December 2009 Monthly Forecast

Posted 1 December 2009
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AFRICA

Central African Republic

Expected Council Action
On 15 December the Council is expected to consider the Secretary-General’s report on the Central African Republic (CAR). The mandate of the UN Peacebuilding Support Office in CAR (BONUCA) expires on 31 December, and it is to be succeeded on 1 January 2010 by a UN Integrated Peacebuilding Office in the Central African Republic (BINUCA).

Key Recent Developments
On 22 June the Under-Secretary-General for Political Affairs, B. Lynn Pascoe, last briefed the Council on the situation in CAR and the activities of BONUCA. He outlined the proposed structure and staffing of the integrated peacebuilding office BINUCA, in line with the Council’s request in April. He proposed that BINUCA become fully operational by 1 January 2010. Proposals for the new structure included establishing a Human Rights and Justice Section, to include prison experts among others, and a Security Institutions Section. It also proposed the posts of Gender Adviser and Child Protection Adviser.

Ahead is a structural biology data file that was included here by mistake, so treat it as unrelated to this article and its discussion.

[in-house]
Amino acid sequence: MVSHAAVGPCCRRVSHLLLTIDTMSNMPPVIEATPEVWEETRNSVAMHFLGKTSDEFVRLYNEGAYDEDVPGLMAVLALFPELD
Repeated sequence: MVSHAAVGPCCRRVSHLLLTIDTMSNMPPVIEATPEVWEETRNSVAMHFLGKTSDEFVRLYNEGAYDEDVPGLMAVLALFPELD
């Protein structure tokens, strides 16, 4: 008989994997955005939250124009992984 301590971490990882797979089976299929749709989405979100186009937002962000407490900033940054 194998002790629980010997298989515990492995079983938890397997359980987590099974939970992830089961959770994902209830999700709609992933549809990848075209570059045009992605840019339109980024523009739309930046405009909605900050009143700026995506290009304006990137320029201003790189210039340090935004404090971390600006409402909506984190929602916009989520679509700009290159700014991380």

Pascoe said the Secretariat would use the intervening period to finalise recruitment of personnel and to address related logistical and other preparatory tasks to ensure that the new mission takes off smoothly on 1 January.

The Permanent Representative of CAR, Fernand Poukré-Kono, told the Council that progress had been made following the political dialogue held from 8 to 20 December 2008 in achieving a genuine nationally owned vision for building sustainable peace and development in CAR. He said such progress included establishment of the Follow-up Committee for the implementation of dialogue recommendations, the Disarmament, Demobilisation and Reintegration Steering Committee and the High Court of Justice. However he added that a lack of funds had delayed their full implementation. He indicated that the CAR government had already confirmed resolve to hold elections in 2010 and to complete the disarmament, demobilisation and reintegration (DDR) programme as soon as possible.